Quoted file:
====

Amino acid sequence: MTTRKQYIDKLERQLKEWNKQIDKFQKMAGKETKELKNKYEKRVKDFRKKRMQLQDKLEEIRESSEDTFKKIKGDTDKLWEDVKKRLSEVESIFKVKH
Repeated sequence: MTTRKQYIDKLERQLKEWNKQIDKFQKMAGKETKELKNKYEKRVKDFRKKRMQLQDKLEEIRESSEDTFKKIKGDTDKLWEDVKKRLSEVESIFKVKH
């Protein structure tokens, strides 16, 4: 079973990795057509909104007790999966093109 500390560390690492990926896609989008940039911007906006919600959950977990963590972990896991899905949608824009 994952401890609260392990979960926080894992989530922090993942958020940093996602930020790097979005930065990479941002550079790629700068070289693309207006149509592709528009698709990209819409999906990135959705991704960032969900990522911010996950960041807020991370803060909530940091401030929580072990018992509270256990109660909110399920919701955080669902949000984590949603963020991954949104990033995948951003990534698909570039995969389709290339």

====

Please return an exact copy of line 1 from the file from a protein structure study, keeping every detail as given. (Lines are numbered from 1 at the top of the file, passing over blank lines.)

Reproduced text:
Amino acid sequence: MTTRKQYIDKLERQLKEWNKQIDKFQKMAGKETKELKNKYEKRVKDFRKKRMQLQDKLEEIRESSEDTFKKIKGDTDKLWEDVKKRLSEVESIFKVKH